by WorldTribune Staff, March 8, 2023
In what political analysts are saying will be a blow to Democrats’ chances, the centrist No Labels Party has surpassed the minimum number of signatures required to appear on the 2024 ballot for statewide and federal races in Arizona.
The No Labels Party already has secured a spot on the Colorado ballot for 2024 and has vowed to compete for access in at least 23 other states.
As of September, the No Labels Party had already raised more than $46 million and had more than 400 volunteers seeking ballot access in several battleground states, according to The New York Times.
No Labels plans to hold a nominating convention in April but has not indicated who may be their presidential candidate.
The third-party ticket is meant to act as an “insurance policy,” with No Labels vowing to drop its bid if either Democrats or Republicans nominate a candidate who is acceptable to centrist voters. It is unclear what qualifications a candidate would need to meet to be “acceptable.”
News of the third party’s rise in Arizona is “stoking concerns among left-leaning groups about a ‘spoiler’ candidate who could cost Democrats the presidency and open the door for former President Donald Trump to return to the White House,” the Washington Examiner’s Cami Mondeaux noted in a March 8 report.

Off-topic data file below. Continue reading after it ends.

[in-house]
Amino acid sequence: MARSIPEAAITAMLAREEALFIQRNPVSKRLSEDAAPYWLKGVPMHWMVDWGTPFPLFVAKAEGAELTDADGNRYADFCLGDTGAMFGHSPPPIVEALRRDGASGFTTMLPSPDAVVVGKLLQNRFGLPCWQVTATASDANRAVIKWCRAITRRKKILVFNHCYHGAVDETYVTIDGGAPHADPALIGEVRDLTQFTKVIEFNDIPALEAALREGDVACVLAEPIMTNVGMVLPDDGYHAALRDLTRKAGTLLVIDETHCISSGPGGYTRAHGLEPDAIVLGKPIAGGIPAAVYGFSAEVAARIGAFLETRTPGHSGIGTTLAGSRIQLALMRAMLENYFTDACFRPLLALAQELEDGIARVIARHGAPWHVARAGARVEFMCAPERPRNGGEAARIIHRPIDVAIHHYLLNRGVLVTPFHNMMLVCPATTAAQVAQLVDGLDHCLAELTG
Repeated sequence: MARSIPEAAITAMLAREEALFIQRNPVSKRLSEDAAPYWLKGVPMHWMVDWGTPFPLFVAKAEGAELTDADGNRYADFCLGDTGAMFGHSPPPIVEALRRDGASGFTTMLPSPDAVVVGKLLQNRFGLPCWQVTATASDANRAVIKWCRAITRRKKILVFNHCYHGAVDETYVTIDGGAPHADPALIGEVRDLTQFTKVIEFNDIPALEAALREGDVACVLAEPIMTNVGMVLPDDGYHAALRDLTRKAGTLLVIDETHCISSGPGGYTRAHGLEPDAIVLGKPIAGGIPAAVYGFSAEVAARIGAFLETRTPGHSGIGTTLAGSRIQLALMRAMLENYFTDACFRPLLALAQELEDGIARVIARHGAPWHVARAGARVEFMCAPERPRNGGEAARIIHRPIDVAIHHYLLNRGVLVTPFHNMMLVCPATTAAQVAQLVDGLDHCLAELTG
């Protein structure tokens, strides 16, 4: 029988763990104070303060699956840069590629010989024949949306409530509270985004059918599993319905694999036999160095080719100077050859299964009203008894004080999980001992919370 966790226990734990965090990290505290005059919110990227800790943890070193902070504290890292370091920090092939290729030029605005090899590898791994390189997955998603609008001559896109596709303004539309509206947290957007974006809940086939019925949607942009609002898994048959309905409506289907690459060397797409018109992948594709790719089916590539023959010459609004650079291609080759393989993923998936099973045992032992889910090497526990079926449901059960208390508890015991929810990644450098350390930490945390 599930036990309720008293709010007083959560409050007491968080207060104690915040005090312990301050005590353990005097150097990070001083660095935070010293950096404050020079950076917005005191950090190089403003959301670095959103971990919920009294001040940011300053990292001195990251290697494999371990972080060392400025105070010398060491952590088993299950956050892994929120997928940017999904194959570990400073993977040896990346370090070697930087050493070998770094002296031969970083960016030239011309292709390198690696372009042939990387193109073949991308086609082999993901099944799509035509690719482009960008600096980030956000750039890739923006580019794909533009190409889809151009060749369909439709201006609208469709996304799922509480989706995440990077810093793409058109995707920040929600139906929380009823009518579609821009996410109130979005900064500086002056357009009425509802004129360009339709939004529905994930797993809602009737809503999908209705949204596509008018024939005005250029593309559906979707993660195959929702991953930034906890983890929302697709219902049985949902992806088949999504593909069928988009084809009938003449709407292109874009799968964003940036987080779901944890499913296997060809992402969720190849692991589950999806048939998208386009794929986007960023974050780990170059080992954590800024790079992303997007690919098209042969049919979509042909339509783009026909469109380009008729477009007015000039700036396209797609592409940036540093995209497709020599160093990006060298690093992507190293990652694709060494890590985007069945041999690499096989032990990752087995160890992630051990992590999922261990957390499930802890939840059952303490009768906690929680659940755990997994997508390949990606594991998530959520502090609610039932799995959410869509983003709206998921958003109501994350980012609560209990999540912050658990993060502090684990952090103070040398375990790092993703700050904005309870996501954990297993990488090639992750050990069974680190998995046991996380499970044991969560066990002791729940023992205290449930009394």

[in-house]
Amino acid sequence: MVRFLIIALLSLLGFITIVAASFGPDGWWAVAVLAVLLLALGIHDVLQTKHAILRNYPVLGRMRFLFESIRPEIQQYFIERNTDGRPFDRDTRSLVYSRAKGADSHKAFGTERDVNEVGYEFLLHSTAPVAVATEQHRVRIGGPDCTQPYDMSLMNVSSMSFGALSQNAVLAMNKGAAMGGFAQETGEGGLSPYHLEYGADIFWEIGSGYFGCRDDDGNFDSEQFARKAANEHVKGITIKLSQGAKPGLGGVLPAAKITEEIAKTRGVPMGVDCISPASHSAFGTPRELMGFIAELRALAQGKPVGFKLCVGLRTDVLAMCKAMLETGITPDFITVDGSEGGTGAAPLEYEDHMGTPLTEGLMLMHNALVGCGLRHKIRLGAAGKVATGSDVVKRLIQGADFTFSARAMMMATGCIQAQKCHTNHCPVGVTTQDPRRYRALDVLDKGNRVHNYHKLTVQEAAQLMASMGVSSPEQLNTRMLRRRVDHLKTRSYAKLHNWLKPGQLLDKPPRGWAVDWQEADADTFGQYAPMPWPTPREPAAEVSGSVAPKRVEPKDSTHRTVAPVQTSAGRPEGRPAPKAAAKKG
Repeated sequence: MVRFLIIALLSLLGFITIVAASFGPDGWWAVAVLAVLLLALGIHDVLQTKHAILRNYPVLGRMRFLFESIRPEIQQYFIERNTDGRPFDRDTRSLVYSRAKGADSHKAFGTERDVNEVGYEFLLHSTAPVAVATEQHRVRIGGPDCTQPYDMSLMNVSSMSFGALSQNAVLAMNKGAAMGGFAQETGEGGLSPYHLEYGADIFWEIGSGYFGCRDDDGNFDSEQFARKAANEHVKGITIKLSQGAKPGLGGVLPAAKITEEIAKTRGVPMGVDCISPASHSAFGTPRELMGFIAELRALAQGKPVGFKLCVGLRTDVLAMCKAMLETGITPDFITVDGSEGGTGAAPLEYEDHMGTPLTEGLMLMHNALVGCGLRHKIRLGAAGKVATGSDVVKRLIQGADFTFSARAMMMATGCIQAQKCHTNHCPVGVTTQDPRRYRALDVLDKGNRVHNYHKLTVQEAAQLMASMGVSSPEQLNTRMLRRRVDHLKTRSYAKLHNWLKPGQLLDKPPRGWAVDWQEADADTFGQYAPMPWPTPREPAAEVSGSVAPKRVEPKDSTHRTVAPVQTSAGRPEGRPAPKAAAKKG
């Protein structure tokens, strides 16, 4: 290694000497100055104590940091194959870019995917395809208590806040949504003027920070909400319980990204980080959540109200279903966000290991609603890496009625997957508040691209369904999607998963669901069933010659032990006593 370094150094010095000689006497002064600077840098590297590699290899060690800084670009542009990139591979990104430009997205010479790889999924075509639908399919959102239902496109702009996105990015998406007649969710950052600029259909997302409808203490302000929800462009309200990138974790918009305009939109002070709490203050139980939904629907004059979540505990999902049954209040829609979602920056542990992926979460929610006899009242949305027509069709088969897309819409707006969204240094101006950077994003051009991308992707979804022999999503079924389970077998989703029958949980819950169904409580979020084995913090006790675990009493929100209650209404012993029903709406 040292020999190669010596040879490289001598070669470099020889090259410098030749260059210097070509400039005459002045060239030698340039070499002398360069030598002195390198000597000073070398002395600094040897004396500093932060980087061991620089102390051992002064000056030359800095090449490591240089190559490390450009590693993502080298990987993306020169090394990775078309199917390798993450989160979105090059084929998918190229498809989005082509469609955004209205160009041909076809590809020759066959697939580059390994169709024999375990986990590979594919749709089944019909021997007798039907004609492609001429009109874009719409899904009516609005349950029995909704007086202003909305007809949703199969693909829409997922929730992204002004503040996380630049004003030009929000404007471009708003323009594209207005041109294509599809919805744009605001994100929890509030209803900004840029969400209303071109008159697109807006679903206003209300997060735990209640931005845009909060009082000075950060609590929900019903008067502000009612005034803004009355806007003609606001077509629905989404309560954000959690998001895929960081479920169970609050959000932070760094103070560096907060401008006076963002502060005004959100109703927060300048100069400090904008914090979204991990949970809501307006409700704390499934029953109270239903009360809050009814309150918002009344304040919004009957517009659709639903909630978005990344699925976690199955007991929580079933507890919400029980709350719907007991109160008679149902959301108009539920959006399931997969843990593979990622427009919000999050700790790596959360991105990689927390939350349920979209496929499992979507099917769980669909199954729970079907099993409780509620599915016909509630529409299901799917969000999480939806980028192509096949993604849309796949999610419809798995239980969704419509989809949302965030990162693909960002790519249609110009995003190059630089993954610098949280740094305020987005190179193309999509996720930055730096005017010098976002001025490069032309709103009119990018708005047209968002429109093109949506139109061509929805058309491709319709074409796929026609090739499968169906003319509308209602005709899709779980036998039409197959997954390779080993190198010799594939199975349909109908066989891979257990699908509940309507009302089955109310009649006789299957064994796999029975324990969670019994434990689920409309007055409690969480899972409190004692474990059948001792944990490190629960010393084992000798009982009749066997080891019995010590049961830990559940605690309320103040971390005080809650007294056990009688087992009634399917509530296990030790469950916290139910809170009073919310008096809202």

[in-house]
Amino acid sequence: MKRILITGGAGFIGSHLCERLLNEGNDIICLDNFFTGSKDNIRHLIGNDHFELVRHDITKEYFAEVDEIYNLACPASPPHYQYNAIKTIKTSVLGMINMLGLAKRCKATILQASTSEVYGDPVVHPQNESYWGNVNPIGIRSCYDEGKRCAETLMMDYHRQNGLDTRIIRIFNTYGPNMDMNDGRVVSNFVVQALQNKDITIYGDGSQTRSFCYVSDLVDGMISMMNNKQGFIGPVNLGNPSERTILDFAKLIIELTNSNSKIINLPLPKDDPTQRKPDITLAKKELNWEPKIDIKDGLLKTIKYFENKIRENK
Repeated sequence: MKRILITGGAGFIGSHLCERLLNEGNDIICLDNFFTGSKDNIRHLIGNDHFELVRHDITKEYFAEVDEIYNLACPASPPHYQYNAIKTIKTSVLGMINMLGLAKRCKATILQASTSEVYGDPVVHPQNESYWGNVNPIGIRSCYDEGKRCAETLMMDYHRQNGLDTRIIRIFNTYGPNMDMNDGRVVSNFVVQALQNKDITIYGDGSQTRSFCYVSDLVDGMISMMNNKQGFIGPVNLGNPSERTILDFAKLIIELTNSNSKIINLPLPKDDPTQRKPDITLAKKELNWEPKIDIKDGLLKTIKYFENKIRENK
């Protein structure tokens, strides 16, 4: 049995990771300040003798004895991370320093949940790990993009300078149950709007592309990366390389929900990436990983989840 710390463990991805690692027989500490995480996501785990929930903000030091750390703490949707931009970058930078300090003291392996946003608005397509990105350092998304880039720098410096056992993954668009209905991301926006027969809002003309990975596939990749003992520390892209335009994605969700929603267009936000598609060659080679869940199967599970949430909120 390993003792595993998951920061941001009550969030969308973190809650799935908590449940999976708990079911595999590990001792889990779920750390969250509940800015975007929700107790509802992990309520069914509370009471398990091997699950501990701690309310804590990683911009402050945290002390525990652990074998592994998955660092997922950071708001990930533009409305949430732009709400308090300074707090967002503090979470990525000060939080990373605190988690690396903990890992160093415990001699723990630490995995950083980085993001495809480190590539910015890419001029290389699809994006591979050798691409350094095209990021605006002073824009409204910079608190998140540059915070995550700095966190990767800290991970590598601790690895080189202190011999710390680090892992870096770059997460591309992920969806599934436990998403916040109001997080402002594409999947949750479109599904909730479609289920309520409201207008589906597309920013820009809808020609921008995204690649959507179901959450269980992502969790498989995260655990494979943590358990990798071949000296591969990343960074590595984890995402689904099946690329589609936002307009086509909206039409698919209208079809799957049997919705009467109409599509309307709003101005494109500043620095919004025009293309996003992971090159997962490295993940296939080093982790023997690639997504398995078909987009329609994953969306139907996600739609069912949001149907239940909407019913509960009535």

Some left-leaning groups argue a third-party ticket would tank Democrats’ chances and pave the way for Trump to return to the Oval Office.
“No Labels is arguing this is a unique historical moment that gives their ‘unity ticket’ a real shot at winning the White House,” said Third Way, a Democrat-backed policy group. “But that is an illusion. The data and historical evidence are clear: no third-party candidate would come close to winning.”
Arizona Secretary of State Adrian Fontes, who oversees election administration, said in a statement: “After an extensive review by my office and by county elections officials across the state, the No Labels Party has exceeded the minimum signature requirement and, therefore, qualifies as a new party. I am committed to supporting county election officials to ensure that they are prepared for this new addition to the state’s list of parties and any other changes to the 2024 ballot.”
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